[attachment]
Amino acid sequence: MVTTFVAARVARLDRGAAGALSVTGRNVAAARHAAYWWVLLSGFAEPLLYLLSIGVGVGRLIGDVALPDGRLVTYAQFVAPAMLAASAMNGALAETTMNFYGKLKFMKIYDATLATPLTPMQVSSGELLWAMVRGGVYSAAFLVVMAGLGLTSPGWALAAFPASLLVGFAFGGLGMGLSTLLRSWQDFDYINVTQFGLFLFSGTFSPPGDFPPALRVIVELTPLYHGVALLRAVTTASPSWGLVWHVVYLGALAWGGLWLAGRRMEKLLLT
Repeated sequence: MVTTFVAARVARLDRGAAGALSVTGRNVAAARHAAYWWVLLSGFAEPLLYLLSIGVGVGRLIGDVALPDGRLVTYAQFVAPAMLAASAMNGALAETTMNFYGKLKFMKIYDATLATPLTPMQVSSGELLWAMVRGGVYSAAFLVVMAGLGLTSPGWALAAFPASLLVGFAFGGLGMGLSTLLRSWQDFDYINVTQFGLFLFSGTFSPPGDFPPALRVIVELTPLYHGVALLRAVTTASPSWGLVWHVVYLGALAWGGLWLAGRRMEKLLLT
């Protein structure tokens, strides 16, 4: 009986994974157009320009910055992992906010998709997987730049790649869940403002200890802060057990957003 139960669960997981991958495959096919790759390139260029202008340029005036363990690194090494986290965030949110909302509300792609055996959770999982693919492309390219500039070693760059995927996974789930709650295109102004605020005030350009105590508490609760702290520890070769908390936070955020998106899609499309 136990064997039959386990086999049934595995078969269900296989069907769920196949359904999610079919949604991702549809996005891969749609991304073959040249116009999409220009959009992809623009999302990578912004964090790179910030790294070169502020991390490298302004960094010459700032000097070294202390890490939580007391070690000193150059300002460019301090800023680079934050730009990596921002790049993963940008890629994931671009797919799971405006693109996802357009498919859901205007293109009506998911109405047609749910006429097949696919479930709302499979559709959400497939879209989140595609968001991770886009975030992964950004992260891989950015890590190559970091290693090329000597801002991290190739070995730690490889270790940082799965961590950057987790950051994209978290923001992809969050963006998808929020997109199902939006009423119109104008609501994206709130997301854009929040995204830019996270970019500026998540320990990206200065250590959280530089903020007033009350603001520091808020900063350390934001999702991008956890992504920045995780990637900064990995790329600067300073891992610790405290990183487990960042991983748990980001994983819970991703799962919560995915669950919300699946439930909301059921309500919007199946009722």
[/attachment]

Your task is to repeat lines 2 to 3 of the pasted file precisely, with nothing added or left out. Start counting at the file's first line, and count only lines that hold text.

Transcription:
Repeated sequence: MVTTFVAARVARLDRGAAGALSVTGRNVAAARHAAYWWVLLSGFAEPLLYLLSIGVGVGRLIGDVALPDGRLVTYAQFVAPAMLAASAMNGALAETTMNFYGKLKFMKIYDATLATPLTPMQVSSGELLWAMVRGGVYSAAFLVVMAGLGLTSPGWALAAFPASLLVGFAFGGLGMGLSTLLRSWQDFDYINVTQFGLFLFSGTFSPPGDFPPALRVIVELTPLYHGVALLRAVTTASPSWGLVWHVVYLGALAWGGLWLAGRRMEKLLLT
């Protein structure tokens, strides 16, 4: 009986994974157009320009910055992992906010998709997987730049790649869940403002200890802060057990957003 139960669960997981991958495959096919790759390139260029202008340029005036363990690194090494986290965030949110909302509300792609055996959770999982693919492309390219500039070693760059995927996974789930709650295109102004605020005030350009105590508490609760702290520890070769908390936070955020998106899609499309 136990064997039959386990086999049934595995078969269900296989069907769920196949359904999610079919949604991702549809996005891969749609991304073959040249116009999409220009959009992809623009999302990578912004964090790179910030790294070169502020991390490298302004960094010459700032000097070294202390890490939580007391070690000193150059300002460019301090800023680079934050730009990596921002790049993963940008890629994931671009797919799971405006693109996802357009498919859901205007293109009506998911109405047609749910006429097949696919479930709302499979559709959400497939879209989140595609968001991770886009975030992964950004992260891989950015890590190559970091290693090329000597801002991290190739070995730690490889270790940082799965961590950057987790950051994209978290923001992809969050963006998808929020997109199902939006009423119109104008609501994206709130997301854009929040995204830019996270970019500026998540320990990206200065250590959280530089903020007033009350603001520091808020900063350390934001999702991008956890992504920045995780990637900064990995790329600067300073891992610790405290990183487990960042991983748990980001994983819970991703799962919560995915669950919300699946439930909301059921309500919007199946009722």